Former Celtics player Jason Collins is getting a lot of attention for a much-hyped coming out. In the sports world, it doesn’t get bigger than the cover of “Sports Illustrated,” and that’s what Collins got, along with a lengthy, self-penned piece acknowledging his sexuality. Yep, Jason’s gay. But even as Collins supposedly liberates himself, he indulges in stereotypes that one would have thought were left behind decades ago. It’s being called a step forward, and it is, but it’s also a step back.
The big four professional men’s sports — baseball, football, hockey, and basketball — have never featured an openly gay active player, which is what makes Collins’s declaration significant. That announcement was the culmination of efforts in the works for a number of years, led in particular by former Baltimore Raven linebacker Brendon Ayanbadejo — a straight player who has pushed the NFL to open up on gay-related issues. Indeed, Collins’s coming out is expected to be the first of many among professional athletes. Gay men, it turns out, can do sports as well as they can do hair.
That last sentence, by the way, indulges in a stereotype, and a pernicious one at that. And in his SI piece, Collins disturbingly appears to do the same.
“I go against the gay stereotype, which is why I think a lot of players will be shocked: That guy is gay?” writes Collins. Yet it seems clear from his piece that he buys into those same stereotypes, and admires himself for resisting them. He’s gay, you know, but not “gay.” Even after coming to terms with his sexuality, for instance, he says “I still had the same mannerisms.” And, he says, “Note to Shaq: My flopping has nothing to do with being gay.”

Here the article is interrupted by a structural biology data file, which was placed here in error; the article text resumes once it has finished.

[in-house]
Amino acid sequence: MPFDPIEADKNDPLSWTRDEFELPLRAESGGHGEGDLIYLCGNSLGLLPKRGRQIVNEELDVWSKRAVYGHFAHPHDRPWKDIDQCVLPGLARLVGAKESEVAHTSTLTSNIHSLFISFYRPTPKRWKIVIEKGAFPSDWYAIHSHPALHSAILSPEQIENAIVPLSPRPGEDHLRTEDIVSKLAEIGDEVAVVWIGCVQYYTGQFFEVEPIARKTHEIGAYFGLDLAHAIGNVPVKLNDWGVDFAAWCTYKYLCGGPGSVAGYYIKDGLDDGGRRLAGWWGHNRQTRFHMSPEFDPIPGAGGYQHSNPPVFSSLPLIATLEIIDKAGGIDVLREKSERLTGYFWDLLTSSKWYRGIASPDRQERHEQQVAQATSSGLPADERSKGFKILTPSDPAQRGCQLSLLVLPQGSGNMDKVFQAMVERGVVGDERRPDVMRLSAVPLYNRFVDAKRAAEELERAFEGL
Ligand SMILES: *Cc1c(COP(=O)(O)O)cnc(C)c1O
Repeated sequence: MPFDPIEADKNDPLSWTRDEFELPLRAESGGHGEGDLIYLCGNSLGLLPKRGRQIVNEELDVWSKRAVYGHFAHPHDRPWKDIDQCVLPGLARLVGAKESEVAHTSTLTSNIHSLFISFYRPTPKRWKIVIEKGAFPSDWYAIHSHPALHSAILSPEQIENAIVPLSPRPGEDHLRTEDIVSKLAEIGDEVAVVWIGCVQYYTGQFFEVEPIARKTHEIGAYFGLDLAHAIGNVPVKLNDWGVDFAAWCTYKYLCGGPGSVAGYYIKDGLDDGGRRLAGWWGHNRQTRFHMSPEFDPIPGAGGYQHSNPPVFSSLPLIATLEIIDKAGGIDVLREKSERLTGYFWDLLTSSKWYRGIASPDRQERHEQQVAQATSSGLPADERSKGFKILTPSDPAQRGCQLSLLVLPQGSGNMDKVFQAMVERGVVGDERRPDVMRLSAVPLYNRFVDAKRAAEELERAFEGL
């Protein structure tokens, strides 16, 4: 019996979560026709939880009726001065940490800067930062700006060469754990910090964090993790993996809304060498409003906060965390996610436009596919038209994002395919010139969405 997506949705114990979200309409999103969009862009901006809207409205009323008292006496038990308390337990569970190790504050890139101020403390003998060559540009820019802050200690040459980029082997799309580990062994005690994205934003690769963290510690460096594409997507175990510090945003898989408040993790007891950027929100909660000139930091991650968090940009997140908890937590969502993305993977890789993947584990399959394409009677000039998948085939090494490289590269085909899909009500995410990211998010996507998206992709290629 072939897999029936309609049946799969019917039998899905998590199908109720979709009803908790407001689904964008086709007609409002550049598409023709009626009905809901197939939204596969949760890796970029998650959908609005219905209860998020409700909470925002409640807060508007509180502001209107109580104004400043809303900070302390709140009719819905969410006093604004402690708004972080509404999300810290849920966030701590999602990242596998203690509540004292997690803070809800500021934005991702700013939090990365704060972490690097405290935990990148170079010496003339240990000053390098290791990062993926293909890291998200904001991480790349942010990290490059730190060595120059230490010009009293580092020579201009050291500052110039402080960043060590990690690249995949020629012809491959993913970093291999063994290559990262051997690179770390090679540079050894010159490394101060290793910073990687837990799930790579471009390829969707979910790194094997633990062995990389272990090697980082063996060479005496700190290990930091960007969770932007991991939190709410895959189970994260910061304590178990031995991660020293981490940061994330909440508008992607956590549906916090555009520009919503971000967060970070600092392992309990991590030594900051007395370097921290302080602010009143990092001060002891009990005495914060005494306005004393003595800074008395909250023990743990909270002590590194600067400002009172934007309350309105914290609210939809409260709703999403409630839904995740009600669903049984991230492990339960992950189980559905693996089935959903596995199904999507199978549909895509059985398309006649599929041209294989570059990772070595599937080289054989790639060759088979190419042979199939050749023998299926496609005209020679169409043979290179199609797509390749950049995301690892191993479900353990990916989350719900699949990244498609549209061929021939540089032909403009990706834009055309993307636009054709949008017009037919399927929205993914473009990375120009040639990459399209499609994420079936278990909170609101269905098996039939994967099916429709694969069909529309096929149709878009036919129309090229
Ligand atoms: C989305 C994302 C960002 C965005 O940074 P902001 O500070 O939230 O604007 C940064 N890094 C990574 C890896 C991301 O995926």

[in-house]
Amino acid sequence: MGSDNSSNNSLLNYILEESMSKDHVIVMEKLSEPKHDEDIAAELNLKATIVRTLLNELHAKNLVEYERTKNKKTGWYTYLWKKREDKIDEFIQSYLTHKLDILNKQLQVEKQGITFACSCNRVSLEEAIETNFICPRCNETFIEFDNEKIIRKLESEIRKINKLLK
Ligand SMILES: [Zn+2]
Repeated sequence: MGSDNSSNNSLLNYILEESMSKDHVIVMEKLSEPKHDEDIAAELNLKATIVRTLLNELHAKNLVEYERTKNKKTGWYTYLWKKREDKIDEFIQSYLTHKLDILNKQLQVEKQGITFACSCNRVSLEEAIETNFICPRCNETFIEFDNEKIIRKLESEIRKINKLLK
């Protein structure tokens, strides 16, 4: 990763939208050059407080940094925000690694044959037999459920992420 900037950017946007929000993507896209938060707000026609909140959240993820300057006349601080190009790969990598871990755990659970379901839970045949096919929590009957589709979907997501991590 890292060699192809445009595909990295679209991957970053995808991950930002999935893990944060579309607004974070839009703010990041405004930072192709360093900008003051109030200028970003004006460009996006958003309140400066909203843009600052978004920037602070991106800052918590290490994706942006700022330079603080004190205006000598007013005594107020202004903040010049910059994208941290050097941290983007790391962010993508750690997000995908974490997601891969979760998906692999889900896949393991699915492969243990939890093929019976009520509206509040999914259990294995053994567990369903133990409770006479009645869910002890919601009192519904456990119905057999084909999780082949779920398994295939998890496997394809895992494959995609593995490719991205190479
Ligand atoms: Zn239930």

And, in particular, Collins latches on to the effeminate man stereotype. Collins has a reputation as an aggressive player. “I take charges and I foul — that’s been my forte.” And why is that? “Am I so physical to prove that being gay doesn’t make you soft? Who knows?”
Collins describes himself as deeply closeted, living a “double life” for some time. In fact, until Collins told him last year, even his twin brother didn’t know. He “never suspected.”
Which makes you wonder. While living his double life, did Collins have to hide a true love for Broadway show tunes? Did he refuse to allow teammates to his home for fear that might see how exceptionally neat it was? Did he have to dress down so fans wouldn’t pick up on his sense of high fashion?
These stereotypes cut both ways, of course. Self-professed straight men who like to cook, don’t follow sports, and are mild-mannered instead of hyper-aggressive are suspected of being closeted. And a guy who’s friends — just friends — with a woman? Well, per “Will and Grace,” you know what that means.
One can discuss forever the nature and truth of stereotypes. At some level, many are accurate. People within a certain subgroup will often develop ways of doing things that are different from others. Through much of history, homosexuality has been outside the norm, with gays often isolated and reviled by conventional society. Some jobs were more open to gays, while some behaviors were used as a way for one gay man to signal to another that they might be members of the same minority. Over time, subcultures developed.
But just as with the stereotype that men of Irish descent (and I count myself one) have a particular inclination to beer, these behaviors are fundamentally choices, not compulsions. There is no genetic link between the Irish and beer, nor is there a genetic link between sexual orientation and the limpness of one’s wrist.
If one looks at people as individuals, rather than groups, you’ll find that — straight or gay — there are a wide variety of behaviors that express themselves as masculine or feminine. One of the triumphs of feminism and gay rights has been to broaden and break down the pigeonholes we have used to define what it means to be a man or a woman. Yet even as the old stereotypes are fading away, Jason Collins seems to hold on to a constrained and outdated sense of what it means to be a man.